The purpose of this page is to address some of the misconceptions surrounding the use of lime mortar and gallets or pinning stones. There is little guidance available to those wishing to carry out work on galleted masonry, a craft the skills for which have been lost over the centuries.
The following provides some hints on the correct execution of this type of work without setting out the process in detail.
It is essential to ensure compatibility between original mortar and new mortar introduced for repointing.
Non-hydraulic lime mortar and hydraulic lime mortar should not be used in conjunction with each other. Establish the form of the existing mortar and keep to the same in the new work. Cement mortar should not be introduced into historical buildings as it does not possess the correct properties. Also cement should not be added to lime mortar which is weakened by this.
The aggregate should comprise sharp sand graded to match that in the existing mortar. Mortar analysis is helpful in assessing the constituents of a mortar.
Mortar is designed to be weaker than the surrounding masonry so that it will decay in preference to the masonry. It is thus described as sacrificial, mortar being easier to replace than the more valuable masony.
Repointing with a strong mortar is a common fault that can have seriously damaging consequences. The picture illustrates a very typical repair carried out using a strong cement mortar, probably in the belief that the wall will be much more resistant to damage from the weather and physical damage. Unfortunately this is not the case as the mortar has failed to protect the brickwork. The strong mortar has survived and the bricks that were originally full
of character have eroded. It can be seen here that a modern replacement brick is unable to achieve the same pleasant textures of the original.
There is a rule of thumb that gallets should always be inserted into mortar joints that exceed a finger's width. If an existing wall already contains gallets, or there is evidence that they were originally used, they should appear in the new work matching the existing or introduced using other galleting in the area as a guide.
Gallets should be formed out of materials appropriate to the locality. The material will usually dictate the form of each gallet, flints being wedge shaped, slate small flat peices and iron stone depends upon its natural shape.
Gallets are sometimes described as wedges. As a description this is not incorrect but the word "wedge" is frequently misinterpreted. These days wedge is a term that usually indicates physical contact between the faces of the wedge and the adjoining objects. This would imply contact between the gallet and the adjoining stonework.But contact should be avoided as this can cause bruising to the stones and may lead to high stresses that result in flaking of the corners or arrises of the stones.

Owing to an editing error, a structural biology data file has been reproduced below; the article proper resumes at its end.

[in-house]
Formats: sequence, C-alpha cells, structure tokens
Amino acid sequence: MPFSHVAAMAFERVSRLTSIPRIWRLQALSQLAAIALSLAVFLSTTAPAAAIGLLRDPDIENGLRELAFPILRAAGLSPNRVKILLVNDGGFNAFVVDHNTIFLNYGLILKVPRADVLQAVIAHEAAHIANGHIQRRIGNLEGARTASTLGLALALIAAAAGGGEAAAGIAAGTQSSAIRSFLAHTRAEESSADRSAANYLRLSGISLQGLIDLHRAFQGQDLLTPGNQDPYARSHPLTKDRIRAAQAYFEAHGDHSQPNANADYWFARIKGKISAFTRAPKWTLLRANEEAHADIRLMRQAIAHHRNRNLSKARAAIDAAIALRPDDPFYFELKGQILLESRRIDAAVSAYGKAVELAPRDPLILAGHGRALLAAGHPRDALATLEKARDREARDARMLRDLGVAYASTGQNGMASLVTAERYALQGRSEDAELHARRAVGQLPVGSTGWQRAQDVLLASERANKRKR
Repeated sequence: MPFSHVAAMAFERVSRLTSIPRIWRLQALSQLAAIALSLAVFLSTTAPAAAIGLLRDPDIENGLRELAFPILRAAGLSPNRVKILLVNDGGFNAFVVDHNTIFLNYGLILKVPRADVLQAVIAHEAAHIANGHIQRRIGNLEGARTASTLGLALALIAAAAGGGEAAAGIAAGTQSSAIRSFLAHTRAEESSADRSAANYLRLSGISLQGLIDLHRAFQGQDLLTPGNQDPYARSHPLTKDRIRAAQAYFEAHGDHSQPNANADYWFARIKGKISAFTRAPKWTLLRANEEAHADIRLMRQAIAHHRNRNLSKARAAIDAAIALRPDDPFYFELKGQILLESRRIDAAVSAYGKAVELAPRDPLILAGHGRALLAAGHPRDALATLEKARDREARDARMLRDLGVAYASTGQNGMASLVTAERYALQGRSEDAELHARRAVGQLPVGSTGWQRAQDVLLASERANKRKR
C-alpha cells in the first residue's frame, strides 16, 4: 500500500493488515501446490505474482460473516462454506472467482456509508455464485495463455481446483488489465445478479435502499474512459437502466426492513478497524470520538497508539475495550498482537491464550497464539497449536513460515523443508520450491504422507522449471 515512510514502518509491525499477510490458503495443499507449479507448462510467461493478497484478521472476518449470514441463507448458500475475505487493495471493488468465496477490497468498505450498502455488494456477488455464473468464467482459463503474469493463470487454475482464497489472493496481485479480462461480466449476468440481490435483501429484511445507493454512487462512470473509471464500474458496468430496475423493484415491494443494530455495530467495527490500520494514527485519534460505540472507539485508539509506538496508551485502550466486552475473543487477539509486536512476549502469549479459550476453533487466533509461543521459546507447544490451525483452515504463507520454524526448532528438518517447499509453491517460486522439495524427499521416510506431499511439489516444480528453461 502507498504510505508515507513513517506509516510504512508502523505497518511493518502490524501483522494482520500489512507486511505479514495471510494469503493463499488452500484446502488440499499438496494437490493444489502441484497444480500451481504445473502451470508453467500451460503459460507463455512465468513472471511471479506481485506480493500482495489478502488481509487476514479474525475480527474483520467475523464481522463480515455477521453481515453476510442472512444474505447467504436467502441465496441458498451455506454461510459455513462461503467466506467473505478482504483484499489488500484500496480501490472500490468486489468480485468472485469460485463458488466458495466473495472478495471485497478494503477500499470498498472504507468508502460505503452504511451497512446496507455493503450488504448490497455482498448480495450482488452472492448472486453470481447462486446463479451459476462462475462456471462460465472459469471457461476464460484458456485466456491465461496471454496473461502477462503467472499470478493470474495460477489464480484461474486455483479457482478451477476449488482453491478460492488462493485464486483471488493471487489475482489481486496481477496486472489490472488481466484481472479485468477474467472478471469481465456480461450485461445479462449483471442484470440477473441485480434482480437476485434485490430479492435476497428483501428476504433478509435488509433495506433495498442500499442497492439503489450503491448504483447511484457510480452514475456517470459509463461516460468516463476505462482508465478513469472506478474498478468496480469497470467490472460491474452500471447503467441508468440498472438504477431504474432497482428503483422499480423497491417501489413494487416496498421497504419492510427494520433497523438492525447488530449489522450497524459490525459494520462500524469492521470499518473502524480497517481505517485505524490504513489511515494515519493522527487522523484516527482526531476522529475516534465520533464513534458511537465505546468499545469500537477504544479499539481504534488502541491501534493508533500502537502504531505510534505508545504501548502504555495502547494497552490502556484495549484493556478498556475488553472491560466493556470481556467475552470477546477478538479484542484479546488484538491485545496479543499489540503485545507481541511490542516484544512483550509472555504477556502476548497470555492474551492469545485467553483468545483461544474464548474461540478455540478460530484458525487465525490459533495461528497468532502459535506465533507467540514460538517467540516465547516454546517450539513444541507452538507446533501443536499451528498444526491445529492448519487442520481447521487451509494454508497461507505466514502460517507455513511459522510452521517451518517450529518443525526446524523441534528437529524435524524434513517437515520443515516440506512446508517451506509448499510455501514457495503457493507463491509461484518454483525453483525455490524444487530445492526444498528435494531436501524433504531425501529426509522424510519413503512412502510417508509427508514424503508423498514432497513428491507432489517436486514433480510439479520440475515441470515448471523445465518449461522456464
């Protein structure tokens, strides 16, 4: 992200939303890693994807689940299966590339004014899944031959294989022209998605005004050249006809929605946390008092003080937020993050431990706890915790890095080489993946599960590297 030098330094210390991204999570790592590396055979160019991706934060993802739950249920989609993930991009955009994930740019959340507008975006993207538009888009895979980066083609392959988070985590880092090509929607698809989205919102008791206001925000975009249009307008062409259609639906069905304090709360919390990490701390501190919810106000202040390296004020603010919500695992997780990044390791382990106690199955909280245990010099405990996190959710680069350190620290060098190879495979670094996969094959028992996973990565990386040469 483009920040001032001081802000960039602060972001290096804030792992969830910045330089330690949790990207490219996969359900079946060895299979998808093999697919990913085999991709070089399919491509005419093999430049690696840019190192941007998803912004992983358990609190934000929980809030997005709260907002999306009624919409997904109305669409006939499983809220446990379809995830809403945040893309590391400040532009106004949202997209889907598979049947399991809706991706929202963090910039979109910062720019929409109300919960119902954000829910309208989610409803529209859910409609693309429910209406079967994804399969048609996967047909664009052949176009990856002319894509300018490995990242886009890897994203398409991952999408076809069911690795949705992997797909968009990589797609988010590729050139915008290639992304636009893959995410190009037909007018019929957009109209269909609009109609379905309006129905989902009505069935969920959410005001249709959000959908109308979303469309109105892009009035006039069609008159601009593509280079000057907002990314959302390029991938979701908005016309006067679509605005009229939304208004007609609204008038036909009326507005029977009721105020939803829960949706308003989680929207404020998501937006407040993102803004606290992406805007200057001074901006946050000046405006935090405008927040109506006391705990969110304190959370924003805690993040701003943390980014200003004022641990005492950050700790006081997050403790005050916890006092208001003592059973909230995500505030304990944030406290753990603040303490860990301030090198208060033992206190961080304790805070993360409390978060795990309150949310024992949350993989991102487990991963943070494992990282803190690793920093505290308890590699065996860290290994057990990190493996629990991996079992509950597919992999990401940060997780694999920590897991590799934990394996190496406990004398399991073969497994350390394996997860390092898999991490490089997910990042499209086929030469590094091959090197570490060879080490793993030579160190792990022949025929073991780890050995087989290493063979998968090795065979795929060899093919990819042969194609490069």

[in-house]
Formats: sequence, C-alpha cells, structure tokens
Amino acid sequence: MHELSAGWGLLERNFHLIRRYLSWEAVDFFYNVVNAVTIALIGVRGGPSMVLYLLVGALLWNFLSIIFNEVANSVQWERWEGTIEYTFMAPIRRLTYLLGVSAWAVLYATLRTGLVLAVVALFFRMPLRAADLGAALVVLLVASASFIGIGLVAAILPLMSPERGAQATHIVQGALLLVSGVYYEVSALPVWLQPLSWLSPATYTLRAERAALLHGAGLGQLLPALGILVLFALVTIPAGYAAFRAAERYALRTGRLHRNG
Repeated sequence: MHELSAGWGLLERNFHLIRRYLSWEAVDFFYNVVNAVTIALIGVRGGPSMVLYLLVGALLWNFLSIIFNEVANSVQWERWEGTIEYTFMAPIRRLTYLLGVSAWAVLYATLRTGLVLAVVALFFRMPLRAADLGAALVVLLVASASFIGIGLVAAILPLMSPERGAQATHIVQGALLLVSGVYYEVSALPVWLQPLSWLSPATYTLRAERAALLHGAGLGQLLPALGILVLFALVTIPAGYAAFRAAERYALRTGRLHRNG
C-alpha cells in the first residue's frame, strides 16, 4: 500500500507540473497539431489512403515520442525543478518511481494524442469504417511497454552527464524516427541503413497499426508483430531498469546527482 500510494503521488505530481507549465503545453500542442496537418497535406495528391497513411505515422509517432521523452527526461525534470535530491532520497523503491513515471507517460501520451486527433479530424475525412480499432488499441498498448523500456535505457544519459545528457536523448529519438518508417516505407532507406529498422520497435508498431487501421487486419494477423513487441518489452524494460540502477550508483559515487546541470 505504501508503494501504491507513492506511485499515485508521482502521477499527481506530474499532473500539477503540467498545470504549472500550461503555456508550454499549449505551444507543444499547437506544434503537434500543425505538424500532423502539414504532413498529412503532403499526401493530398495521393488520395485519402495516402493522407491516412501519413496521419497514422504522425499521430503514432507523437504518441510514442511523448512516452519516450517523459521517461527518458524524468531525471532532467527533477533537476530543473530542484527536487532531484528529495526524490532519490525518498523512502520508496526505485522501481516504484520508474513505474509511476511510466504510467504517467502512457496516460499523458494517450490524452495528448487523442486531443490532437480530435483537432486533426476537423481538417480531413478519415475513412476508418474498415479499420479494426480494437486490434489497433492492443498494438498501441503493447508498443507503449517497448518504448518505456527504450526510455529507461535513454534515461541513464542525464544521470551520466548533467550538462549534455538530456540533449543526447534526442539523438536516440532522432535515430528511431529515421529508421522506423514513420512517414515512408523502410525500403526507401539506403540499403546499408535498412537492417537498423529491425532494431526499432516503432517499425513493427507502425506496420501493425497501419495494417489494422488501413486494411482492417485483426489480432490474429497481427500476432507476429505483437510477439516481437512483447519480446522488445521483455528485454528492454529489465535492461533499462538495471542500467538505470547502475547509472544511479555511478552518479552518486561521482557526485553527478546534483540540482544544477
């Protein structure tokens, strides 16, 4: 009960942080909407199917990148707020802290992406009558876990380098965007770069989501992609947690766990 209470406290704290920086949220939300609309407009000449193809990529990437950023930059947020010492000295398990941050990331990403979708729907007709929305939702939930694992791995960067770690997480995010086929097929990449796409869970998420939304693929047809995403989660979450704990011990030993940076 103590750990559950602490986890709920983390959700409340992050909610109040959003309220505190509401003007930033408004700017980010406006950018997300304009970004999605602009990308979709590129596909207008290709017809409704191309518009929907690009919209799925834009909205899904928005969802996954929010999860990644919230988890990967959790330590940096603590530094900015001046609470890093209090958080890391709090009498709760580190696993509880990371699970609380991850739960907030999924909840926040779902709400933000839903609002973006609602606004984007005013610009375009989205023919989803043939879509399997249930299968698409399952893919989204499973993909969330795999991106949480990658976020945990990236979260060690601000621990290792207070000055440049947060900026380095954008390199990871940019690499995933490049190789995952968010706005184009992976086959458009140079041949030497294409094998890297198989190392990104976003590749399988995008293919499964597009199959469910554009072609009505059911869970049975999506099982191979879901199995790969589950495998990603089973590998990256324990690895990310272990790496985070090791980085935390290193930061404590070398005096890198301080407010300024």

It is better to think of gallets as likened to the passengers on a crowded train. Although the people are packed or wedged into the train they do not have to be in physical contact to be unable to move or fall over. Each passenger is surrounded by some air. Similarly every gallet should be surrounded by some mortar.
The gallets should be sufficiently packed into the mortar joint to minimise their ability to move out of possition. Correctly inserted they will make a significant contribution to the structure of the wall.
SUMMARY OF TOP TIPS
1. Remember the rule of thumb; mortar joints wider than a fingers width should be galletted.
2. Use mortar that is compatible with the existing.
3. Salvage existing gallets for reuse, if appropriate.
4. Rake out existing mortar to adequate depth to accomodate the gallets, often up to 50 mm.
5. Form and insert gallets to match the existing style or in accordance with local tradition.
6. Use only the amount of pressure necessary to insert and position the gallets without disturbing the masonry.
7. Gallets should not be forced into joints between blocks of masonry; there should be mortar surrounding each gallet.
8. Protect new work from extremes of weather, hot sun, cold weather and driving rain using hessian.
The above is intended as a helpful guide to those who may be considering undertaking work of this type and is based upon our current level of knowledge and understanding. The information is provided in good faith but it is the responsibilty of the user to ensure that it is appropriate and applicable to any given project.